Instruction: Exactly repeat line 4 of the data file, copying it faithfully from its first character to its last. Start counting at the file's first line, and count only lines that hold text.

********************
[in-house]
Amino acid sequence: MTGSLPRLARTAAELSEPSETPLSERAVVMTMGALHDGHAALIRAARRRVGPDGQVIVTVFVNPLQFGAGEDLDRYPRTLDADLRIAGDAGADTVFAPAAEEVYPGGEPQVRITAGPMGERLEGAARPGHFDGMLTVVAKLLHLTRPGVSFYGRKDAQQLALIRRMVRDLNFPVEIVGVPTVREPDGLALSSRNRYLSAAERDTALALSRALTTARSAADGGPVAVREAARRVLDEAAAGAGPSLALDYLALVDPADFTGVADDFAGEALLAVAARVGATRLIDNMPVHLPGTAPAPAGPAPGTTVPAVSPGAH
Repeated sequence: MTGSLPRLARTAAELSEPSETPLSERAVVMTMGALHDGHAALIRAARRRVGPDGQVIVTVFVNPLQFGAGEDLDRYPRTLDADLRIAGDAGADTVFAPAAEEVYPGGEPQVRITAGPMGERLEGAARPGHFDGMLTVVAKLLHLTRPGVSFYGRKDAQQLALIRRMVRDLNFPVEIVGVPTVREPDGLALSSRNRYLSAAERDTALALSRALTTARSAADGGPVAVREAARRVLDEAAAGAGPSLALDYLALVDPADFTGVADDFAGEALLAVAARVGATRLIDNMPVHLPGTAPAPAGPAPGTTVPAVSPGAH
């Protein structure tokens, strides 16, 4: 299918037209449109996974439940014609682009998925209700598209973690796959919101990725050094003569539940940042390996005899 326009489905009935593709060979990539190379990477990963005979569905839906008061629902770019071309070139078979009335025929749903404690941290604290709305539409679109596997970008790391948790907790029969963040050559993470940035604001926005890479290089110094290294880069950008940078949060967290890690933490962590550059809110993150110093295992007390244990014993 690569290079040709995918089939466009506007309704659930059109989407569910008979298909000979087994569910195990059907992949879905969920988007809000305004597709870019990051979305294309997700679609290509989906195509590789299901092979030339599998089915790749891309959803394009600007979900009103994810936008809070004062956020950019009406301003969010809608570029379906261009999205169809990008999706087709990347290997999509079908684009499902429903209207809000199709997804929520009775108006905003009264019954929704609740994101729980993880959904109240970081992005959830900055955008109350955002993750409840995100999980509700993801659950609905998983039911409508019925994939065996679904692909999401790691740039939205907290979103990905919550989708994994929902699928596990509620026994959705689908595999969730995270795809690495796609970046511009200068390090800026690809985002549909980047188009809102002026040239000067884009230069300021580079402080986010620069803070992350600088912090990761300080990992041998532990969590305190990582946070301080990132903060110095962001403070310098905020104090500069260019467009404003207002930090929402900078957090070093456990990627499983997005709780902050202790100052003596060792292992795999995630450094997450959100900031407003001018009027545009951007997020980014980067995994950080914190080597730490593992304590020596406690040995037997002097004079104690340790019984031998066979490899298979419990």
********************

């Protein structure tokens, strides 16, 4: 299918037209449109996974439940014609682009998925209700598209973690796959919101990725050094003569539940940042390996005899 326009489905009935593709060979990539190379990477990963005979569905839906008061629902770019071309070139078979009335025929749903404690941290604290709305539409679109596997970008790391948790907790029969963040050559993470940035604001926005890479290089110094290294880069950008940078949060967290890690933490962590550059809110993150110093295992007390244990014993 690569290079040709995918089939466009506007309704659930059109989407569910008979298909000979087994569910195990059907992949879905969920988007809000305004597709870019990051979305294309997700679609290509989906195509590789299901092979030339599998089915790749891309959803394009600007979900009103994810936008809070004062956020950019009406301003969010809608570029379906261009999205169809990008999706087709990347290997999509079908684009499902429903209207809000199709997804929520009775108006905003009264019954929704609740994101729980993880959904109240970081992005959830900055955008109350955002993750409840995100999980509700993801659950609905998983039911409508019925994939065996679904692909999401790691740039939205907290979103990905919550989708994994929902699928596990509620026994959705689908595999969730995270795809690495796609970046511009200068390090800026690809985002549909980047188009809102002026040239000067884009230069300021580079402080986010620069803070992350600088912090990761300080990992041998532990969590305190990582946070301080990132903060110095962001403070310098905020104090500069260019467009404003207002930090929402900078957090070093456990990627499983997005709780902050202790100052003596060792292992795999995630450094997450959100900031407003001018009027545009951007997020980014980067995994950080914190080597730490593992304590020596406690040995037997002097004079104690340790019984031998066979490899298979419990």